This can be a wasteful process because the food is always sayang to throw away, but you can try giving them to friends or the needy. I started out ridding our pantry of the junk that contains a lot of sugar and additives – goodbye Nutella, goodbye processed foods. Figure out healthier snack options and load ’em up in your pantry. If you like to cook, you may want to find some snack recipes that you can just refrigerate or freeze then just reheat when it’s time to chow down.
Know your style: Go slowly – or quickly!
I know myself, and I know that jumping into the cold water or going cold-turkey will never work for me. That kind of style required more determination on my part, and with that comes lots and lots of frustrations. My kind of style is to ease into this lifestyle gently. For me, it’s a more sustainable approach to a successful change in lifestyle.
Prepare in advance
The Philippines is not a friendly place for vegetarians, vegans, and organic-conscious people. We have limited choices, and one way to succeed in this change is through careful planning. If you’re not the type who sits down and writes a schedule and monthly and weekly plans, now is the time to start. Trust me, I’m not that type, too, but writing your plans down can be a real life-saver. We started this with meal planning. Every start of the week, we write down our meals and snacks for the week, make a list of the things and ingredients we need, then go to the grocery store, sticking to the list that we made.
Plot out your day and know your itinerary. Research in advance the establishments around that area and figure out which ones have a food selection that is right for you. Planning well is essential if you want this kind of change in your lifestyle.
Be kind to yourself
Give yourself room to breathe. So you fell off the wagon because you just couldn’t resist it – so what? At the end of the day, reflect on what you did then strengthen your resolve. Sometimes, I let myself be driven by guilt, and it’s not such a bad thing in this situation. I also let myself loose at times. I will not compromise getting light-headed and hungry if there are no other options around. At the start of your journey, give yourself some margins and set your parameters. What are the factors and situations where you will allow yourself to divert?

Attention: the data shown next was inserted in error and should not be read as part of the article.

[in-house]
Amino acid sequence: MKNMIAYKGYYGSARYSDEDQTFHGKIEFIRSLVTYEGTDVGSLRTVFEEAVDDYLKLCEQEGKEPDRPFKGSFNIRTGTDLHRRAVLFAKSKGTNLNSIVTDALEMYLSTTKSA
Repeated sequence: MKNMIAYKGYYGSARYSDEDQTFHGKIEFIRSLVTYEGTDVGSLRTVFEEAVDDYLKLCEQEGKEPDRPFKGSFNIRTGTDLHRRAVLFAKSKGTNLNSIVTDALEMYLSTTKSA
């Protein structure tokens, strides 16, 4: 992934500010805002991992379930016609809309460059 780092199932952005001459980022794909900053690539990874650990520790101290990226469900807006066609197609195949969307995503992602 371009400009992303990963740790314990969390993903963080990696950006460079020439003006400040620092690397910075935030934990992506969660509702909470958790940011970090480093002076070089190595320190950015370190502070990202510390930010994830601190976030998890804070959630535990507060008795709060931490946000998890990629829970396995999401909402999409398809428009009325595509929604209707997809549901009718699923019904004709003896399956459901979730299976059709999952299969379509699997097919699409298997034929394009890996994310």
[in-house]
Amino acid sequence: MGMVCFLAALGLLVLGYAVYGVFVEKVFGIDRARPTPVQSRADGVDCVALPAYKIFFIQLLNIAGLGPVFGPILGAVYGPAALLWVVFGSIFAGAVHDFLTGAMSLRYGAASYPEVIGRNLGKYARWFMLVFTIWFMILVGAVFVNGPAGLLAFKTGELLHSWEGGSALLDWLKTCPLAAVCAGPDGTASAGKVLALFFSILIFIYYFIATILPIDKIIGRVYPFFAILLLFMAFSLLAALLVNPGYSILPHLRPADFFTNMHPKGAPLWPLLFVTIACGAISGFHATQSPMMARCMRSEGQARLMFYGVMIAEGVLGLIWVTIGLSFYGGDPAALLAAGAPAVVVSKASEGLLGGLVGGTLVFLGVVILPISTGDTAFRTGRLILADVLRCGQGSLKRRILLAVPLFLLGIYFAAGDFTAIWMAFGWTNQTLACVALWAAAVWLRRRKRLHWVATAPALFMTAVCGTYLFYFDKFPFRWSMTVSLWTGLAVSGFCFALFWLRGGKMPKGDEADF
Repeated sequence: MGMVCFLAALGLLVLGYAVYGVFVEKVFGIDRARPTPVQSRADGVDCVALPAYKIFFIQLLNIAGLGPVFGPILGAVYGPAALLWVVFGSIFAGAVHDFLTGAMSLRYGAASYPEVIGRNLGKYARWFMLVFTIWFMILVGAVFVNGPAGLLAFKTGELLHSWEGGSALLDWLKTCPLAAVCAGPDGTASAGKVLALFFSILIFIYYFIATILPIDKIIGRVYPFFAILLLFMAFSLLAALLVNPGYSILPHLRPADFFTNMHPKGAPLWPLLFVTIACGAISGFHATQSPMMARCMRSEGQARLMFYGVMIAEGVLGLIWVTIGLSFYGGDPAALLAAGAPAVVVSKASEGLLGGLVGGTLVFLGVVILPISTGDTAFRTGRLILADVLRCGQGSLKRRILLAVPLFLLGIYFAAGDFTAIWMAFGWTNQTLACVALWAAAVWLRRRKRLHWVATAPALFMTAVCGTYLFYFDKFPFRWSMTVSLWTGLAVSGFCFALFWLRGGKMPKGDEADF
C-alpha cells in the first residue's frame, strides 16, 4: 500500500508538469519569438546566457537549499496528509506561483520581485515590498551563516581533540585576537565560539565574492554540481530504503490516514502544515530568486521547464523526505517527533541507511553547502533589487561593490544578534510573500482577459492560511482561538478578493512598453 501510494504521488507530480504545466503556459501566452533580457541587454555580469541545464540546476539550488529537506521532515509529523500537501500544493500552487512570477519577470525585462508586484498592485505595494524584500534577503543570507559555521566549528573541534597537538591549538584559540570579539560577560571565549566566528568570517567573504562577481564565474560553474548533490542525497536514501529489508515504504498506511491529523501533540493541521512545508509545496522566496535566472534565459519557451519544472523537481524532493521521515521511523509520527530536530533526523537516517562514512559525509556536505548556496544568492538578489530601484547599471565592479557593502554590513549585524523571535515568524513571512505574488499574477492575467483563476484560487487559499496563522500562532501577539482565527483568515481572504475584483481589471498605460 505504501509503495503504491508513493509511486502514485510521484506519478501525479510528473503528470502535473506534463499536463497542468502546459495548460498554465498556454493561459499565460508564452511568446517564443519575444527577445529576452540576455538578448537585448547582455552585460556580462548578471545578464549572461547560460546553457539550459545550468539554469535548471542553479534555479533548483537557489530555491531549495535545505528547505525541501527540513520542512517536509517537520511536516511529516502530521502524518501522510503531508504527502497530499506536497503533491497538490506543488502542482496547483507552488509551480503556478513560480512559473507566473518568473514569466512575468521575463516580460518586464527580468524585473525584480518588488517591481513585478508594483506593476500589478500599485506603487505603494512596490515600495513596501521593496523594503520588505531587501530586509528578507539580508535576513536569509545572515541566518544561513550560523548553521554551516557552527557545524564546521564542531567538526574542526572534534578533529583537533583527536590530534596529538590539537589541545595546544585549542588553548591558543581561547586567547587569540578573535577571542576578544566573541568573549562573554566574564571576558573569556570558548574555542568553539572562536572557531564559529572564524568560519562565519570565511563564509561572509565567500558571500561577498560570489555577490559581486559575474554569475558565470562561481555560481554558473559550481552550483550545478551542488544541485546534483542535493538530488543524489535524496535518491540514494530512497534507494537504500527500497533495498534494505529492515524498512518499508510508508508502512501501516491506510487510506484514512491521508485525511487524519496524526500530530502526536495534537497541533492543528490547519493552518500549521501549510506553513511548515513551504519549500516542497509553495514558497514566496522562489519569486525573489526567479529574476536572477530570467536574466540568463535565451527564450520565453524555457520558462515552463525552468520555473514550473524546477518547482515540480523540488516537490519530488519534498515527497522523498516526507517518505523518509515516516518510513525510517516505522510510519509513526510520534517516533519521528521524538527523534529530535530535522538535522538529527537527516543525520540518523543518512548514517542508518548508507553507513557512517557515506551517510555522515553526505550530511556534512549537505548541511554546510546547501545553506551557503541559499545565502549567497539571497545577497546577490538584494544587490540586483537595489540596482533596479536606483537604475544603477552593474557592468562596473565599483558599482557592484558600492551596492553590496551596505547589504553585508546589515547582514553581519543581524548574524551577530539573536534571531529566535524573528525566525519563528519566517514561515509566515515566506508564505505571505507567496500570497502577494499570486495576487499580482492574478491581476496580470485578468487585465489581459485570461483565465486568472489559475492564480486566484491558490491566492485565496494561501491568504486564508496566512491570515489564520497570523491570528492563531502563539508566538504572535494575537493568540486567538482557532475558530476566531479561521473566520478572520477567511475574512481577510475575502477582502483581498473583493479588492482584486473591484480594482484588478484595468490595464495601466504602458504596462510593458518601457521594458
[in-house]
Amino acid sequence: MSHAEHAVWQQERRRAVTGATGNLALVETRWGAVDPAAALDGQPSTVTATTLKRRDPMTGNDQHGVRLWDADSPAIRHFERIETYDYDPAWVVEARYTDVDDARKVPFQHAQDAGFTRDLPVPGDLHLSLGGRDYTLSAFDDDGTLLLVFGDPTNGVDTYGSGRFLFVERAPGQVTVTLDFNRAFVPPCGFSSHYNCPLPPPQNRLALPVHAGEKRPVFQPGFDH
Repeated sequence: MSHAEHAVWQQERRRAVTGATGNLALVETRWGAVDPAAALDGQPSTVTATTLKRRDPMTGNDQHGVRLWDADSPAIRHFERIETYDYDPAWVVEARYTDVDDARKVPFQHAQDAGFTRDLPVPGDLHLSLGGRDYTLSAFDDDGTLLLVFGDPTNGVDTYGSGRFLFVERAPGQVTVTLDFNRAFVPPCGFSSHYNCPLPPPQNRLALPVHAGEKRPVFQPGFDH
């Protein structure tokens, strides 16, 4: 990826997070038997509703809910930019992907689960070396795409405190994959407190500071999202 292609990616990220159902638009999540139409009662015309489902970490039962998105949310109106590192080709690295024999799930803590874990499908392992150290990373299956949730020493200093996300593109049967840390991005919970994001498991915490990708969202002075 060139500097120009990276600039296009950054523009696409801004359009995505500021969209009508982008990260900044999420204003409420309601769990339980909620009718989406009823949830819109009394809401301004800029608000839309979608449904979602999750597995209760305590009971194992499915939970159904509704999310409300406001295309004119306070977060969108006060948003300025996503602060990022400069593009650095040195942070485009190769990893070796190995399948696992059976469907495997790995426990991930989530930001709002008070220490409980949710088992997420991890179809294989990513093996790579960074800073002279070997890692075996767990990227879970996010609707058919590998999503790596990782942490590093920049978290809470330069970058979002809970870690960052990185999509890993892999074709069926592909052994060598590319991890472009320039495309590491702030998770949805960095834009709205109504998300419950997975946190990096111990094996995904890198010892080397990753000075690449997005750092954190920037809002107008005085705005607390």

I keep in mind that I am transitioning and that I’m allowed to make mistakes. This kind of change will not happen overnight.
Do not go hungry
Feeling hungry is depressing. Do your research. Buy healthy snacks that fit in your lifestyle change. Make snacks in advance. Learn how to cook meals. If you’ve exhausted all efforts in planning and you have no other option available, it’s ok. Eat when you’re hungry, reflect, strengthen your resolve one again, then move on. I accept that I live in a developing country and that it’s tough to find good vegetarian/vegan options. Going plant-based is not mainstream here.
Doing this kind of change is hardest when people around you are not supportive – and not everyone will be. Your new journey can be the butt of jokes and raised eyebrows, so finding a group of people to support you is essential to your success. In my case, joining a Facebook group called Manila Vegans is a great help. Going vegan is not my goal, but this group is very supportive and has plenty of experienced members whom you can ask for help and tips.
So there you have it. This is a tough change that our family decided to undergo, but I know that it will be worth it since this is one of the best investments that we can make in this lifetime.